First things first: This is not to say that Carson Coffman will soon be a first-round draft choice in the NFL.
Instead, it's only written as a reminder of some numbers.
In Josh Freeman's first two games as a Wildcat in 2007, he was 21-of-48 (43 percent) for 393 yards with three interceptions and zero touchdowns. He finished the season with six TDs, but also 15 picks.
By comparison, Coffman is hitting 53 percent of his passes (27-of-52) for 360 yards with two touchdowns and a pair of interceptions.
While the on-paper numbers are decent, all who have followed the Wildcats understand that play at that position must get better for Kansas State to get into postseason play.
"We have to improve our consistency on offense, but we've got to get better at all of it," said Snyder. "We need to have a better balance in what we're doing in that respect. Some young guys have to step up and grow up very quickly."
At the quarterback position, that specifically means Coffman, plus an older guy in Grant Gregory.
Asked about the possibility of Joseph Kassanavoid getting a look, or pulling Sammuel Lamur out of a redshirt year, Snyder said, "We'll probably go with who we've gone with. We're a little too far along to go any deeper than where we are right now."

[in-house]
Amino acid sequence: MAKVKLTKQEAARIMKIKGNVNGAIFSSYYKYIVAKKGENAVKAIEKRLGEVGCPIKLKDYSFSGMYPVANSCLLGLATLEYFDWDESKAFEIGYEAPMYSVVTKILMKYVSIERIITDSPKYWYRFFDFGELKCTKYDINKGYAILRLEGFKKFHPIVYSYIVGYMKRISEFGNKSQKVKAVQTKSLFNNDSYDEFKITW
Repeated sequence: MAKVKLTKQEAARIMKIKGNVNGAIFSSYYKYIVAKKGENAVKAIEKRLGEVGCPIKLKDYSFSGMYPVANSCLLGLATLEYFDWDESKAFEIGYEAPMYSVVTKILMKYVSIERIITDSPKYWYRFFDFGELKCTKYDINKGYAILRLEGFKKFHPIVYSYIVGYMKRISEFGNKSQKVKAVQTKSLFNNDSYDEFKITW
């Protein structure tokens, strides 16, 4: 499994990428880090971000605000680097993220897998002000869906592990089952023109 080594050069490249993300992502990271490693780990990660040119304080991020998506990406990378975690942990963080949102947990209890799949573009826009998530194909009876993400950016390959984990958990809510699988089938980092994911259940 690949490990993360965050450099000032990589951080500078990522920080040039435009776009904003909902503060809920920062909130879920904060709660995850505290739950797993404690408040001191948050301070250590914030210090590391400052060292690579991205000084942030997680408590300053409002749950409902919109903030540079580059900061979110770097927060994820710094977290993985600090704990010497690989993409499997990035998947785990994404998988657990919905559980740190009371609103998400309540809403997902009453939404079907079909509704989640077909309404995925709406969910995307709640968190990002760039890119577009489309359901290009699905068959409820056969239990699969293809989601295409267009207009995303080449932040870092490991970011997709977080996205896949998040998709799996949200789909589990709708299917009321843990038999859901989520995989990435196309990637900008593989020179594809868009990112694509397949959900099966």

But yes, the play at that particular position must get better.
"We have a lot of problems and that just happens to be one of them," Snyder said.
"Everything they're doing they have to do better. That's recognizing schemes, where to throw the ball and being more accurate when we do throw it. We have some issues, but both of those young men are good workers."
Trying too hard? Could that be part of the problem on the short-arm passes that have come up short of the intended receiver?
"That could be part of it," Snyder said. "They have the ability to have a peace of mind on the field. The more experience, the greater the confidence; the greater the confidence, the more at ease they will be in their performance."
While K-State's completion percentage is OK at .491 when one throws in Grant Gregory's 0-of-4, it's the yardage of catch that must improve. K-State has averaged 13.0 yards per completion and 6.3 yards per attempt.
"In our system we would like to be at 12.0 and 8.0," Snyder said. "There have been many years we've been above that, but that's sort of a national average."
Last year, K-State was at 12.9 yards per catch and 7.6 per passing attempt.